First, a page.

However, in a channel conversation or group chat, a user must @mention the bot to respond to a message. This is logical as channel and group chats can be happening between the users and bot not necessarily needs to respond to any message until it is asked for. This results in a message containing a reference to the bot, not just the message submitted.

For this, we will need to check the conversation type of message and then handle it accordingly.

Open ./src/app/conversationalBot/ConversationalBot.ts

 

Add a method to handle the channel or group conversation.

private async handleMessageMentionMeChannelConversation(context: TurnContext): Promise<void> {
  const mention = {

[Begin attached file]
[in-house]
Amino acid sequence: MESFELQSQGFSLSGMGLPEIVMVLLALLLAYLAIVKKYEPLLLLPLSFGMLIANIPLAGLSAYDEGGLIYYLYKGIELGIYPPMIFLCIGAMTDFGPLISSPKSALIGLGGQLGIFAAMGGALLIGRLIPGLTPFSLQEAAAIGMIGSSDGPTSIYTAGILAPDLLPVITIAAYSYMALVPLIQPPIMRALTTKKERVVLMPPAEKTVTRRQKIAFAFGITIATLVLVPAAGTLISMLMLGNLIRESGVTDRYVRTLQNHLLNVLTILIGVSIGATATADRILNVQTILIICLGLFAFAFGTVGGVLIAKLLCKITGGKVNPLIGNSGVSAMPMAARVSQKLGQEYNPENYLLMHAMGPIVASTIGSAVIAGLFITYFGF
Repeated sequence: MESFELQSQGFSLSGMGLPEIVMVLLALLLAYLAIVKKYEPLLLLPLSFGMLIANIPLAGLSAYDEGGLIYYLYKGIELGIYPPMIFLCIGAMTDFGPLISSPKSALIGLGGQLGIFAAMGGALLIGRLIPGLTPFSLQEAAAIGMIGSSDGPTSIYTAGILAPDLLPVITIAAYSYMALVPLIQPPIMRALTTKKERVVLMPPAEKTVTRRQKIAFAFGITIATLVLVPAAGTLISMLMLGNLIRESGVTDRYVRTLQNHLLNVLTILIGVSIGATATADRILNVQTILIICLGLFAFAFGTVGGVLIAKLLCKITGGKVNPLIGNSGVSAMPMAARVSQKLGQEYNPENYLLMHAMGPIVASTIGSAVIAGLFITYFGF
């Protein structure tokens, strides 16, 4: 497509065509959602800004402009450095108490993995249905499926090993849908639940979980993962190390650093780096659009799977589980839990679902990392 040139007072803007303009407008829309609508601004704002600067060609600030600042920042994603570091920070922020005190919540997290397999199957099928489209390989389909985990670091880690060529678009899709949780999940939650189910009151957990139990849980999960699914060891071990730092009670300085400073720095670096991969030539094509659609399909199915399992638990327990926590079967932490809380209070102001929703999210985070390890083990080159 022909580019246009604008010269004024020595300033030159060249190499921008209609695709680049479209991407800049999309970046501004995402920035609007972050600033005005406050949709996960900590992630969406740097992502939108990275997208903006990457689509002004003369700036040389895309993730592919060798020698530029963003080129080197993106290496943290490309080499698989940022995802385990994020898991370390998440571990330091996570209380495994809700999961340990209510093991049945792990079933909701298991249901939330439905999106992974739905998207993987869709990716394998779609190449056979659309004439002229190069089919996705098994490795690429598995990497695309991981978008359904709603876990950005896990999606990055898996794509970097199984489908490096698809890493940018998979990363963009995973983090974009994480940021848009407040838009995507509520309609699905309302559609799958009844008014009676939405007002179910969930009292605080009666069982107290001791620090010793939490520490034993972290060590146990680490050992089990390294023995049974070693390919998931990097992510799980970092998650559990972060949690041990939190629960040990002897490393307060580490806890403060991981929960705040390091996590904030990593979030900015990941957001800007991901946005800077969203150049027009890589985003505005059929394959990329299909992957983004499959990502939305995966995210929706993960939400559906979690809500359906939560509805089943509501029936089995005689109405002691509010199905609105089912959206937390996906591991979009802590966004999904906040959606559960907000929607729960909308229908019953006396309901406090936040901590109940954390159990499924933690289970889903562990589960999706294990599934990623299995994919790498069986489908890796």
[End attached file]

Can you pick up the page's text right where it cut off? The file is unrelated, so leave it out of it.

mentioned: context.activity.from,
    text: `<at>${new TextEncoder().encode(context.activity.from.name)}</at>`,
    type: "mention"
  };

  const replyActivity = MessageFactory.text(`Hi ${mention.text}!`);
  replyActivity.entities = [mention];
  const followupActivity = MessageFactory.text(`*We are in a channel conversation*`);
  await context.sendActivities([replyActivity, followupActivity]);
}

Find onMessage method which we modified previously.  We will replace it below to call the above method when conversationType is not personal.

this.onMessage(async (context: TurnContext): Promise<void> => {
            // TODO: add your own bot logic in here
            switch (context.activity.type) {
                case ActivityTypes.Message:
                    let text = TurnContext.removeRecipientMention(context.activity);